41. Before we proceed with the narrative, let us pause to admire the tender, generous and noble spirit which Jo. seph discovered through the whole of this interesting scene. His fudden and extraordinary advancement had not so far elated his fpirit, as to render him capable of looking down with contempt on his brethren ;

*42. Absence had not worn out the impressions, which natural relation and early connections had made ; nor had even the malicious barbarity of his brethren, in that scene of his life which was too distressful ever to be forgotton, been able to tear afunder the bonds of nature.

43. Though they had injured him beyond reparation; though he had suffered such indignities and cruelties as might have been sufficient to have justified the warmelt re. fentment ; he still remembered that the persons who had treated him in this manner were his brethren ; .

44. He still felt the powerful attractions of natural af. fection ; and, finding them difposed to receive, and capable of enjoying, his friendship, he used his utmost endeavors to establish a mutual and lasting attachment.

4.5. He did not satisfy himself with coldly affuring theni that he had forgiven them; he restored them to a place in his heart, treated them with every external mark of kindness, and continued, through the remainder of his life, to render them the most important and generous services.

46. Such generosity as this, it is much easier to admire than to imitate. When we are called to make the applica. tion, and to exhibit in our own conduct fimilar examples of of a forgiving temper, we are too apt to imagine that there are some essential peculiarities in our circumstances, which may serve as a "reasonable apology for indulging our re. sentments.

47. Though the injury we have suffered may bear no pro. portion to that which Jofeph knew how to forgive ; though no attempt has been made on our life, our liberty, or our property ;

48. Though perhaps the offence that has been committed amounts to nothing more than an angry word, a censo. rious reflection, a bold contradiction of our opinion, or merely a violation of the rules of good breeding and politeness;

49. Yet we find means to persuade ourselves that the culprit has no claim to forgivenesș, and that to persist in our refentment against him is innocent and even laudable. The true reason of this is, that we do not in reality poffefs so much of the genuine fpirit of benevolence and piety as we may perhaps perfuade others, and ourselves, to imagine.

50. · How much soever men may declaim on the excel. lence of charity, and boast of their philanthropy, they are in reality destitute of this divine principle, if it hath not taught them the lessons of forbearance and forgiveness ; for charity suffereth long, is not easily provoked ; bear. eth all things ; endureth all things.”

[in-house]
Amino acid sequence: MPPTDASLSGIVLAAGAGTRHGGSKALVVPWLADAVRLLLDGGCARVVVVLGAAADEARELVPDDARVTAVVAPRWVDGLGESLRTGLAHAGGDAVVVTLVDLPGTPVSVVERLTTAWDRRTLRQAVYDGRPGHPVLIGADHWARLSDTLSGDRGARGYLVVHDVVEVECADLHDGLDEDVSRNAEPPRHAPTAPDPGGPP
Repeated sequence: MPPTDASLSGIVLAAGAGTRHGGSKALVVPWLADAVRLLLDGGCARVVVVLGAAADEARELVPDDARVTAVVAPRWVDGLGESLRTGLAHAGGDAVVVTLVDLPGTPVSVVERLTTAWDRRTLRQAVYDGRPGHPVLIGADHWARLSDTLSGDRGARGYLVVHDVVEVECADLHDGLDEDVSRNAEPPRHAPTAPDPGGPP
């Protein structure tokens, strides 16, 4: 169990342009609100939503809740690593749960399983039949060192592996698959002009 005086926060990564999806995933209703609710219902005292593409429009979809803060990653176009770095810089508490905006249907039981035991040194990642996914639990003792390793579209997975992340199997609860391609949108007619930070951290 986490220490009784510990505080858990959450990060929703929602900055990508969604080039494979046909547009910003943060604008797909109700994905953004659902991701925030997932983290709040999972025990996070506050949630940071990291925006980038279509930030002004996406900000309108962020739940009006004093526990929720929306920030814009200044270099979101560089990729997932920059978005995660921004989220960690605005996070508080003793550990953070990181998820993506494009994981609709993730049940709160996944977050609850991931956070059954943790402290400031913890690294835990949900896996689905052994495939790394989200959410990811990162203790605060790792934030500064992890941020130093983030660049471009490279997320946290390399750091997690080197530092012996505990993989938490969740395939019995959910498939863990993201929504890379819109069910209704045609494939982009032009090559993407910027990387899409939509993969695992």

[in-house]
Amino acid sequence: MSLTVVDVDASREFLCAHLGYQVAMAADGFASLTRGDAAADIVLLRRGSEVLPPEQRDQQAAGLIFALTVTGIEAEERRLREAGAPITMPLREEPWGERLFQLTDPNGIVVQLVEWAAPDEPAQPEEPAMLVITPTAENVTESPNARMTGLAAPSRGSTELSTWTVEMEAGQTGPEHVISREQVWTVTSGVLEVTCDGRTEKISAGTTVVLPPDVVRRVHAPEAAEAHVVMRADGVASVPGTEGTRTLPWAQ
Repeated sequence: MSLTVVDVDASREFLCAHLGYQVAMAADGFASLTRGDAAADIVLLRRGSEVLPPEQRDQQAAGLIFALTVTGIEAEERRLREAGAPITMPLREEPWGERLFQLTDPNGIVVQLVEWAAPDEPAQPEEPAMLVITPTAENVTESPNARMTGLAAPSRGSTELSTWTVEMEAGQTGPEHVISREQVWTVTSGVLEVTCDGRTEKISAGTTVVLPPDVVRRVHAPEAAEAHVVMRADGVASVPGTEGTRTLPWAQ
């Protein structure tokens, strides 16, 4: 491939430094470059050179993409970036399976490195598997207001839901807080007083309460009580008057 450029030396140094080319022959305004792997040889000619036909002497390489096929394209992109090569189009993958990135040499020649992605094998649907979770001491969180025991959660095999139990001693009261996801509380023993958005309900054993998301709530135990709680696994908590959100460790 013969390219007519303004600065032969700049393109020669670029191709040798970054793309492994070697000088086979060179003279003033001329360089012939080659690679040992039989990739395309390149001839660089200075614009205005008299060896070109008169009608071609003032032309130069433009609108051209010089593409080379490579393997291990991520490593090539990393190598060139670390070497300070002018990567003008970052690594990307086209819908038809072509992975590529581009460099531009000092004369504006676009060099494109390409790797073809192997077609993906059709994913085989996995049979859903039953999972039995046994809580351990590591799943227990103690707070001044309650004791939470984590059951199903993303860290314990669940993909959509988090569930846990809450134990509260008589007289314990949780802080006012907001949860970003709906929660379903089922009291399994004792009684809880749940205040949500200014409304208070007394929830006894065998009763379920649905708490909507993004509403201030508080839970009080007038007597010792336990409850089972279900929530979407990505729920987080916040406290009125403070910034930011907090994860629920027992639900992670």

51. Nor is a disposition to refèntment and revenge confistent with a becoming regard to the Supreme Power ; for the genuine principles of religion would teach us, that even the passions and vices of men, under the direction of the wise Governor of the world, contribute towards the general order and happiness ; :52. And would enabe us to bear with the infirmities of our brethren, with an humble reliance on that Providence which can bring harmony out of discord, good out of evil.. It was on these principles that Joseph reasoned, when he faid to his brethren, “ Ye thought evil against me, but God meant it unto good.”

53. There is yet another part of Jofeph's history, which places his character in a peculiarly amiable point of view, and suggests the most useful instructions ; namely, his behavior towards his father and his brethren, after he had made himself known to them. *

54. Far from being ashamed of his descent from an obfcure Canaanite, and his relation to a family of shepherds, he rejoiced in the opportunity which his rank and authority gave him, of making the last days of his aged parent easy and comfortable, and granting his whole family an agreea. ble settlement in Egypt. i

55. Had he been governed by that foolish vanity, which in weak and depraved minds is often the effect of sudden elevation, he would gladly have availed himself of the difguise which his new station afforded him, and continued unknown to his brethren : he would rather have chosen to suppress the efforts of natural affection on their unexpected ap. pearance before him, than to disgrace himfelf by acknowl. edging such poor and obscure relations : ..

56. Or if, in the struggle between pride and natural af. fection, the latter had so far prevailed, as to induce him to afford them support and assistance, he would have thought the obligations of the filial and fraternal relations sufficiently discharged, by privately granting them fupplies in their own country.

57. But Joseph was too wise, and too good, to suffer a. ny portion of this contemptible species of pride to find a place in his heart. The first ideas which occurred to his mind, after the tender emotions which attended the discov. ery of himself to his brethren had subsided, were, not, “ How shall I avoid the disgrace which this discovery will bring on me? In what manner shall I dispose of these poor shepherds, to escape the ridicule and contempt of the courtiers, and the king my master ?”

58. But "How shall I most effectually employ my pow. er and influence in the service of my family ? His message to his father by his brethren was this, “ God hath made me lord of all Egypt ; come down unto me, tarry not, and thou shalt dwell in the land of Godhen ;